“We used to teach outreach women’s studies programmes in communities, and we saw lots of women who returned to education after leaving school early, gained a qualification and went straight into employment.
“They did it because they had support within the community; childcare and return-to-work programmes. They were all obliterated. That took a whole decade of women who could have been doing these programmes out of the workplace and into dependency and extreme poverty. One of the most awful things our present Taoiseach did as a minister was to demonise those on social welfare. That is very Tory-esque but also a Victorian ideology that is coming back… that of the ‘undeserving poor’.”
What does McAuliffe think Markievicz would make of feminism today? “She would be a thorn in the side of this government, leading marches against austerity and she would also be prominent in the Repeal the Eighth campaign. She would be true to her politics of 100 years ago. I’d imagine she would still be the feminist, socialist and activist that she was then — while wearing very nice hats.”
Teenagers say to us that sexism is part of life’
There is no doubt that there has been a resurgence of interest in feminism in Ireland, according to Orla O’Connor, director of the National Women’s Council.
“We can see that, particularly in movements, for example, around repealing the Eighth Amendment. There are certainly a lot more younger women engaged in it,” she says.
“In the Women’s Council, we frame feminism as about bringing about positive change for women, for everyone’s benefit in society, women and men.
“We have been trying to push an inclusive view of feminism, involving women in all their diversity, as well as men.”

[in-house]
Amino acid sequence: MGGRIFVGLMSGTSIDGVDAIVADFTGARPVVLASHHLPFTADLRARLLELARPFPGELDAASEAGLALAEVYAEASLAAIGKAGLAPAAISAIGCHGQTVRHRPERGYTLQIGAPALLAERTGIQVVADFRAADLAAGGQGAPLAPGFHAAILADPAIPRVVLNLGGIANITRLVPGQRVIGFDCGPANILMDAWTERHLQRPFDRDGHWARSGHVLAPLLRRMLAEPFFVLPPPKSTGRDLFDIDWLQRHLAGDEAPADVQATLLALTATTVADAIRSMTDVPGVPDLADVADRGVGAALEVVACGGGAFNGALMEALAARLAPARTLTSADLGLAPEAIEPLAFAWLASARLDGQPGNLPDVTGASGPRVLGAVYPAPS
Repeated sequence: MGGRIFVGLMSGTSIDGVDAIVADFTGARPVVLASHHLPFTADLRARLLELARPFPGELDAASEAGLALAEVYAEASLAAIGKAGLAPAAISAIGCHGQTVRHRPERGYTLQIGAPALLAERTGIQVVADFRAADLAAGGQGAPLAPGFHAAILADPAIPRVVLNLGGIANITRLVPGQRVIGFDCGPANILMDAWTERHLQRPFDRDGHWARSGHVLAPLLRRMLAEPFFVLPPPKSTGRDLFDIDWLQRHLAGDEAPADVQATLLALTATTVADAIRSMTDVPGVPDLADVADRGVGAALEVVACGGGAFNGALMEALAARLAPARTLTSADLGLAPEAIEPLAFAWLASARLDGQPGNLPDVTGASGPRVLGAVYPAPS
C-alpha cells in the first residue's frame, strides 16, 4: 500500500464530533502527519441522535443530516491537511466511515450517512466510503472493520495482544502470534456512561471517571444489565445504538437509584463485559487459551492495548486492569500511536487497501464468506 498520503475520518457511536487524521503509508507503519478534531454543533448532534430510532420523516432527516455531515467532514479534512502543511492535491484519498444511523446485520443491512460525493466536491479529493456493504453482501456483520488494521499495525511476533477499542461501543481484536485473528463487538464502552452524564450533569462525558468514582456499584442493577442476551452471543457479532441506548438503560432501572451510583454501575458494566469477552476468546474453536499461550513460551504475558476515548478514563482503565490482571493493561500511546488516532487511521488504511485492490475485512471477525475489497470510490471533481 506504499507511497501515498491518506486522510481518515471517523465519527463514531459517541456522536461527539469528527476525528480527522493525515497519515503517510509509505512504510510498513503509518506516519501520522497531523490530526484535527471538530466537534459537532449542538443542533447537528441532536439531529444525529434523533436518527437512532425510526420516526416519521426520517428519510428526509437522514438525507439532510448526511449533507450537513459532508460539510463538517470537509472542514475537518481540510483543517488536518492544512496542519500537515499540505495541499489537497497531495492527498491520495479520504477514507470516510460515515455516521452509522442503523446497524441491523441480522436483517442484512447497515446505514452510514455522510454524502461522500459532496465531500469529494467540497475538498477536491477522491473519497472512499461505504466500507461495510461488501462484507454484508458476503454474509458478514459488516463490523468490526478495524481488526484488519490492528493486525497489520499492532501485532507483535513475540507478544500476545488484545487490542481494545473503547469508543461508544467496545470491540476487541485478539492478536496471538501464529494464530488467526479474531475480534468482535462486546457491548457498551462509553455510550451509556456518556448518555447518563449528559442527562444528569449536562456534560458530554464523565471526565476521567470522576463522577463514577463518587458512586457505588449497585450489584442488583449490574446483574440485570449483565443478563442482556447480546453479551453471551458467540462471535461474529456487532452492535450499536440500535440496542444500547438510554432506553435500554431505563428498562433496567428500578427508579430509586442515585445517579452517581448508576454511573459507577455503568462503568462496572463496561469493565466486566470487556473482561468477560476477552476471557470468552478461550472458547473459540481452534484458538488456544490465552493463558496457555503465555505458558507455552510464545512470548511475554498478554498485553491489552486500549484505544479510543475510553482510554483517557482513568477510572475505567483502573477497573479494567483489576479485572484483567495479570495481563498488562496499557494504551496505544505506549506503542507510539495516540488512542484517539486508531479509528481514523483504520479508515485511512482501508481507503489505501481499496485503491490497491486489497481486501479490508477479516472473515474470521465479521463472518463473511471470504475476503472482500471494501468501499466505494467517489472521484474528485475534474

The NWCI has been in existence for over 40 years and while significant gains have been made in that time, much remains to be done in terms of structural inequality.
“The employment equality legislation was really significant and really important for women; the marriage bar being lifted, and changes in terms of women sitting on juries,” says O’Connor.
“In terms of the really fundamental discriminations, the introduction of marital rape was really important. More recently, the introduction only last year of a move towards publicly affordable childcare is very significant, it was something the council has long campaigned for,” says O’Connor.
In the short-term, the NWCI will be concentrating a great deal of its energy and resources on the campaign to repeal the Eighth Amendment.
“There will be a referendum next year, the issue is the wording of the referendum and is it in the best interests of women?
“That is what we will be doing over the next six months, to make sure the Oireachtas committee [on the Eighth Amendment] does what the Citizens Assembly did and put women at the centre of their recommendations.
“It is about abortion but also about how we see women’s place in society, the choices women should be allowed make.”
Does O’Connor believe it is possible to be a feminist and “pro-life”?
“I would have to say no, I don’t. It is so fundamental to be able to choose whether you want to continue with a pregnancy or not. Taking that decision away from women causes such huge trauma, it’s a danger to their lives.
“I think we can disagree about how we should do things as feminists, but there are some fundamentals and to me reproductive rights is absolutely one of those, in the same way as violence against women.”
O’Connor also says that much work remains to be done in supporting women in the workplace in terms of childcare and flexible working.
“Women are progressing up the ladder but they are doing it without having any of the structural supports there in terms of care, not just childcare but also in relation to elder care. It is still within the domain of women and it is not supported by the State.”
As has been seen in the United States, with the Trump administration rollback on women’s rights, O’Connor acknowledges that nothing can be taken for granted.
“We’ve also seen it in Ireland in terms of austerity… the gains for women are fragile.
“Women’s equality can be rolled back, and that is a huge concern. We are doing a lot of work with young women, and their experiences of inequality are different so we need new ways of looking at them.
“A lot of teenagers say to us that sexism and sexual harassment is part of life, they see it as normal, just part of growing up and being a girl in Irish society,” says O’Connor.
“They are facing that to a greater extent than young women did in the past, particularly online.”